Training like an Olympian


By Gary Droze


Every season, the major running publications trot out six-month training plans designed to put racers on the path to a personal record (PR). While these plans are typically well-constructed, they also presume that we are sitting around twiddling our toes the other six months of the year, or jogging mindless miles until our next PR plan arrives in the mail. Is it possible to have a general training plan that we can follow on a weekly basis, all year long?

Well, sort of. Theoretically, racers begin a one-year or six-month cycle with long, easy mileage, and then transition to shorter, faster efforts as they approach key races. However, this theory doesn’t mesh too well with the reality of year-round racing calendars, such as the buffet of races that span from January to December here in Tallahassee. The Gulf Winds Track Club Racing Schedule requires area runners to stay racing fit nearly all year long. Thus, the challenge for locals is to arrive at a balanced training schedule that builds and maintains aerobic fitness continuously, without losing race sharpness. I have found some success with a concept that I stole from Ed Eyestone, an Olympian who regularly showed me his heels when we both competed in the Western Athletic Conference. This schedule incorporates many levels of effort in one week, which Eyestone recommends:

DAY ONE: Base Endurance. A long, moderate effort of about twice the distance you average on your other training days.

DAY TWO: Cross-Training or Rest. Those who can afford nine hours or more of sleep per night may skip this recovery day and put in another base endurance run. The rest of us hate you.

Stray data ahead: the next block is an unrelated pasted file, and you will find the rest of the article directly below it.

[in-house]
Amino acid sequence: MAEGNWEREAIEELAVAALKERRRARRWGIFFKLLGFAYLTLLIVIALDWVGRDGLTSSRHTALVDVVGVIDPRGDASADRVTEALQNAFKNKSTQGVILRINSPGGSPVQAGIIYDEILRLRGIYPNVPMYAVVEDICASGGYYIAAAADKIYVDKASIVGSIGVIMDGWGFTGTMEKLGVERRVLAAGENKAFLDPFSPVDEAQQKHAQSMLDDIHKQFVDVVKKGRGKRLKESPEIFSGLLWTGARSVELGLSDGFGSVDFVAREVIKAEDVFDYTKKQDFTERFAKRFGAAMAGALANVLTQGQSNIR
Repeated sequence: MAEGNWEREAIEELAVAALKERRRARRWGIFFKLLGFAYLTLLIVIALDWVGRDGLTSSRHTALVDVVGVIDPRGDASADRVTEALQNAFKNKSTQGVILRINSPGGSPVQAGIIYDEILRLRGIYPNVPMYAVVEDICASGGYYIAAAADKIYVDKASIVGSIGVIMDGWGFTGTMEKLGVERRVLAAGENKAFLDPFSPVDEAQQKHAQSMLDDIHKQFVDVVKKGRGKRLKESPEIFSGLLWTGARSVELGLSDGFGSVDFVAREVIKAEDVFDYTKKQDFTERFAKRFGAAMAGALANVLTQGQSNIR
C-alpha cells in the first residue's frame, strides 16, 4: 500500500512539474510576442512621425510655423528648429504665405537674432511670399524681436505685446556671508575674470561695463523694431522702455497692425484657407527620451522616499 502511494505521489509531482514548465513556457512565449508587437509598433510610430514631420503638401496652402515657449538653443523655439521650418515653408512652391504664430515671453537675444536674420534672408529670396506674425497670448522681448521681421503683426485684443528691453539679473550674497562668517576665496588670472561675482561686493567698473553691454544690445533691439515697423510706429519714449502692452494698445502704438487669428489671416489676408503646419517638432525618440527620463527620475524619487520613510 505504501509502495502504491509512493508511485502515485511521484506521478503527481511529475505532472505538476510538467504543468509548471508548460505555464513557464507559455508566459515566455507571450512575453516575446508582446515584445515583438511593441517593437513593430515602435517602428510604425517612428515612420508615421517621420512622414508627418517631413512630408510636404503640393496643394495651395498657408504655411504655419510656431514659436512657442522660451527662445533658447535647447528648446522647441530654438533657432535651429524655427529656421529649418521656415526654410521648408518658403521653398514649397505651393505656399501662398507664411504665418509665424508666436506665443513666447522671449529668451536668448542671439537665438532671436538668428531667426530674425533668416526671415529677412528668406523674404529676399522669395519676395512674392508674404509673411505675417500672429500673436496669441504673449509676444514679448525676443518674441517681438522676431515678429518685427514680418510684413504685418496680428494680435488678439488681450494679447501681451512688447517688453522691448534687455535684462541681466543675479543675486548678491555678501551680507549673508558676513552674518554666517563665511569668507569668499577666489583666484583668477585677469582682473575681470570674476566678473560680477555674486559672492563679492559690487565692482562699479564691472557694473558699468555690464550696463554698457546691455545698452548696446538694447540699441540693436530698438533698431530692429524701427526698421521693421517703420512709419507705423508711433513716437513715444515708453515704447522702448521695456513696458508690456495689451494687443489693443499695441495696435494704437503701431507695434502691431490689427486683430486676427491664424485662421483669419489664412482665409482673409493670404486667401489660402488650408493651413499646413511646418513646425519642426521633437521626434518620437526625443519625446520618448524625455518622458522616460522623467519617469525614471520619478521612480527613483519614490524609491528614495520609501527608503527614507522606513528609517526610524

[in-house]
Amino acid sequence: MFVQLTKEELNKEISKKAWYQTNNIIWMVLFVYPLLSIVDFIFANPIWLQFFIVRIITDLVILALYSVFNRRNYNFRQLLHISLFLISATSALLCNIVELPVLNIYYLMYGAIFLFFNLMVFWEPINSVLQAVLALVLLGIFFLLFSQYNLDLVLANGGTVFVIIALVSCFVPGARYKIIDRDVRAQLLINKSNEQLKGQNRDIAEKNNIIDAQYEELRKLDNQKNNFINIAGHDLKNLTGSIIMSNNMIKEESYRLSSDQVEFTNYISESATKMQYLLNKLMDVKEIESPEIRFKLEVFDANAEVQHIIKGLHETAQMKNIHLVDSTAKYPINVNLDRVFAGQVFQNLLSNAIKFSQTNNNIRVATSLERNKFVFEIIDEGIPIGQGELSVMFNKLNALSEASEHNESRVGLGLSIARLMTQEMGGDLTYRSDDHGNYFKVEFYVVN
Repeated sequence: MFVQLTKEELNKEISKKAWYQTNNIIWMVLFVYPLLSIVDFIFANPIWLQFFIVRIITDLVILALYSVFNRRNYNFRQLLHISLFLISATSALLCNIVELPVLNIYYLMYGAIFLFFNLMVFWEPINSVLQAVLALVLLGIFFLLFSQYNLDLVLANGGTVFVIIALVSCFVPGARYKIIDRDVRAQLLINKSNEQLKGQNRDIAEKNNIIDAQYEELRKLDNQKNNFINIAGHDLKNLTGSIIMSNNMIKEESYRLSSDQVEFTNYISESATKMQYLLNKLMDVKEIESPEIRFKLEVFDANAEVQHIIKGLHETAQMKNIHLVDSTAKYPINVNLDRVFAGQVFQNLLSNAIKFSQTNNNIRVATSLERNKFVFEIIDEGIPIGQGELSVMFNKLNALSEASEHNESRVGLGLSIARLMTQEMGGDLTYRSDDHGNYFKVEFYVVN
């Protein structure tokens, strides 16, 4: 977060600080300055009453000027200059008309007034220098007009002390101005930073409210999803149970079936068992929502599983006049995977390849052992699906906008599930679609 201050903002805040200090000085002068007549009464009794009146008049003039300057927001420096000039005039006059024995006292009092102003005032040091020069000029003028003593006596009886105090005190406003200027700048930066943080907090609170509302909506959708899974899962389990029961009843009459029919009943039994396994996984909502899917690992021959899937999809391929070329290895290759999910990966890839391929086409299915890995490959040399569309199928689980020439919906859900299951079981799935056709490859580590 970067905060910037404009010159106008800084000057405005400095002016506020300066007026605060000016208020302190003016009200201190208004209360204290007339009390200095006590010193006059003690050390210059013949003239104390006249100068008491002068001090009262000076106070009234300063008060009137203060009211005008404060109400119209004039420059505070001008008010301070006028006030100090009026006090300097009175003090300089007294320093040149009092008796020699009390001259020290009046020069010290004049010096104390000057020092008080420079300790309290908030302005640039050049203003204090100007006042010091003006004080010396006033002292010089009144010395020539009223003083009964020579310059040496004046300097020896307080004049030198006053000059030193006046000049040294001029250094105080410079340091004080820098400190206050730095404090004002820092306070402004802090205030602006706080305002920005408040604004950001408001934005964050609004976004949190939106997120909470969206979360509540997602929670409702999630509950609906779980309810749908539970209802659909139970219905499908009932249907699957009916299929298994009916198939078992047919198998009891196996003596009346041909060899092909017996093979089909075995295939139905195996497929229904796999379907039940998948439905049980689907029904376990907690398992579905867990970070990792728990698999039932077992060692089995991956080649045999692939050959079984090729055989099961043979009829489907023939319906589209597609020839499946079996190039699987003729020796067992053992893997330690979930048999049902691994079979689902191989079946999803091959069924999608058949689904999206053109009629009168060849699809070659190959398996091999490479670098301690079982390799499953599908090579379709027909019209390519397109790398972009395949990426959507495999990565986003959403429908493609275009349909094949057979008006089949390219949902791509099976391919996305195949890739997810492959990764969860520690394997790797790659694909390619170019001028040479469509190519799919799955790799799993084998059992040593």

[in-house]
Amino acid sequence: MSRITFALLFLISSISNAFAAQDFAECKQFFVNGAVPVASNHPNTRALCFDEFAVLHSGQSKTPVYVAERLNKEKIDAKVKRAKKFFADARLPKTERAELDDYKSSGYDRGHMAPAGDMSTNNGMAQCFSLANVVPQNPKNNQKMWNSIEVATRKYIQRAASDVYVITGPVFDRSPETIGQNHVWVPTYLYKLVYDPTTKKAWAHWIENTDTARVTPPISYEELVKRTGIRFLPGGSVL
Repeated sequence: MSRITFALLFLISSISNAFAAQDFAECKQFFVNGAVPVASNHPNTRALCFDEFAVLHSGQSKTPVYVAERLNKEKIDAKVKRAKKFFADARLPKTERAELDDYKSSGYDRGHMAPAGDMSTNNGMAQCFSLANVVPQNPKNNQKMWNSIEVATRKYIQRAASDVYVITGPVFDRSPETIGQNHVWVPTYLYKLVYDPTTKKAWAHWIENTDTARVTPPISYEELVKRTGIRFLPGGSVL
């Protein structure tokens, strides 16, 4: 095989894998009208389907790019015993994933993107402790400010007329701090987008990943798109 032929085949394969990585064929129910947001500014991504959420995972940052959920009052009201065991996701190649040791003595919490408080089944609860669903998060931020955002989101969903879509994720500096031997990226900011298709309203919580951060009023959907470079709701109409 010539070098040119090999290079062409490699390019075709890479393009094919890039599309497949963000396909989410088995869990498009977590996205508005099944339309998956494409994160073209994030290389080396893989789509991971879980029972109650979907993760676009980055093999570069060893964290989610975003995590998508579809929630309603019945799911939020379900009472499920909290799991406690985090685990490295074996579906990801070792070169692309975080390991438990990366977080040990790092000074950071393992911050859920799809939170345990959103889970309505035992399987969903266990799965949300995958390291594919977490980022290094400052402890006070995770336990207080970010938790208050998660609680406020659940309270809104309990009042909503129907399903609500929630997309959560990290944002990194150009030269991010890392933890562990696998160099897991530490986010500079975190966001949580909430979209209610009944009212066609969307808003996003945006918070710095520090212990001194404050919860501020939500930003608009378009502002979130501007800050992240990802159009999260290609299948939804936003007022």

DAY THREE: Racing Intervals. Three to six miles of ½ mile to 2 mile bouts, all at a bit faster than goal race pace speed, with the shortest recovery between bouts that you can allow yourself. Eyestone regularly ran 8-10 800 meter repeats at 2:12-2:20 with under 2 minutes for recovery. I hated him!

DAYS FOUR and FIVE: Rejuvenation Runs. Day Three should leave you sore or fatigued, but steady runs of 30 to 60 minutes, followed by 8 to 12 100 meter strides at light sprint effort, will maintain endurance and flexibility.

DAY SIX: Pre-race OR Speed Day. Those racing on Day Seven would opt for 20 to 60 minutes of light effort running, while non-racers could undertake a few miles’ worth of 200 to 400 meter repeats at one mile race effort.

DAY SEVEN: Race OR Tempo Day. Those not racing this day should run for 30-45 minutes at a pace that gradually approaches race effort during the second half of the run.

This schedule may not make you an Olympian, but at least it allows you to claim that you are training like one.